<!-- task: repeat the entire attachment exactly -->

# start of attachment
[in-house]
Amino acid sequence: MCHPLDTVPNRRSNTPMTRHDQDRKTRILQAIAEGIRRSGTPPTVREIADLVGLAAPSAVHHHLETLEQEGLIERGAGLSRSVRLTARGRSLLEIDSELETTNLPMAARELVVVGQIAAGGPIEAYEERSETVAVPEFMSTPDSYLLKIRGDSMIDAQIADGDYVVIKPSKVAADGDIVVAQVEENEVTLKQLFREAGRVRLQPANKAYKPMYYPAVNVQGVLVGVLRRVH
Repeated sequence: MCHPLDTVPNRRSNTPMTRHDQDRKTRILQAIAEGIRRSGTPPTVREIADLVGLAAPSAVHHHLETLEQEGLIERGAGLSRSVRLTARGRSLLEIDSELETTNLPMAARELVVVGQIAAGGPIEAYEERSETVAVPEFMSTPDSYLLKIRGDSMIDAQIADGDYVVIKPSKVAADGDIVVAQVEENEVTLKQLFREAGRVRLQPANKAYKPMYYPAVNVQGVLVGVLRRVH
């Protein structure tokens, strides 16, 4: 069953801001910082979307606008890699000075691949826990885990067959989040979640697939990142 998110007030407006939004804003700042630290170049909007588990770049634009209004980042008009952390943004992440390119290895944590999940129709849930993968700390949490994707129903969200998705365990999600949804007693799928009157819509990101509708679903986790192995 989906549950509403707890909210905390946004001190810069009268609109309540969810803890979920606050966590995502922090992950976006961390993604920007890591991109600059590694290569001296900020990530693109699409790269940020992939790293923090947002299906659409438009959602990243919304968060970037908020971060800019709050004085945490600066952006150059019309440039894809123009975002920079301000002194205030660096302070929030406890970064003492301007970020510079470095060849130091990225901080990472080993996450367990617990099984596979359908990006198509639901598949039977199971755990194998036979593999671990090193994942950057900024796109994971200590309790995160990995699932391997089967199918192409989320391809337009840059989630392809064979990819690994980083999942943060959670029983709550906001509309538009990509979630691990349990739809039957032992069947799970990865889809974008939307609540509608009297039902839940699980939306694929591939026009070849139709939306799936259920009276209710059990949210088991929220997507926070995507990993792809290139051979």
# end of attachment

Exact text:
[in-house]
Amino acid sequence: MCHPLDTVPNRRSNTPMTRHDQDRKTRILQAIAEGIRRSGTPPTVREIADLVGLAAPSAVHHHLETLEQEGLIERGAGLSRSVRLTARGRSLLEIDSELETTNLPMAARELVVVGQIAAGGPIEAYEERSETVAVPEFMSTPDSYLLKIRGDSMIDAQIADGDYVVIKPSKVAADGDIVVAQVEENEVTLKQLFREAGRVRLQPANKAYKPMYYPAVNVQGVLVGVLRRVH
Repeated sequence: MCHPLDTVPNRRSNTPMTRHDQDRKTRILQAIAEGIRRSGTPPTVREIADLVGLAAPSAVHHHLETLEQEGLIERGAGLSRSVRLTARGRSLLEIDSELETTNLPMAARELVVVGQIAAGGPIEAYEERSETVAVPEFMSTPDSYLLKIRGDSMIDAQIADGDYVVIKPSKVAADGDIVVAQVEENEVTLKQLFREAGRVRLQPANKAYKPMYYPAVNVQGVLVGVLRRVH
């Protein structure tokens, strides 16, 4: 069953801001910082979307606008890699000075691949826990885990067959989040979640697939990142 998110007030407006939004804003700042630290170049909007588990770049634009209004980042008009952390943004992440390119290895944590999940129709849930993968700390949490994707129903969200998705365990999600949804007693799928009157819509990101509708679903986790192995 989906549950509403707890909210905390946004001190810069009268609109309540969810803890979920606050966590995502922090992950976006961390993604920007890591991109600059590694290569001296900020990530693109699409790269940020992939790293923090947002299906659409438009959602990243919304968060970037908020971060800019709050004085945490600066952006150059019309440039894809123009975002920079301000002194205030660096302070929030406890970064003492301007970020510079470095060849130091990225901080990472080993996450367990617990099984596979359908990006198509639901598949039977199971755990194998036979593999671990090193994942950057900024796109994971200590309790995160990995699932391997089967199918192409989320391809337009840059989630392809064979990819690994980083999942943060959670029983709550906001509309538009990509979630691990349990739809039957032992069947799970990865889809974008939307609540509608009297039902839940699980939306694929591939026009070849139709939306799936259920009276209710059990949210088991929220997507926070995507990993792809290139051979």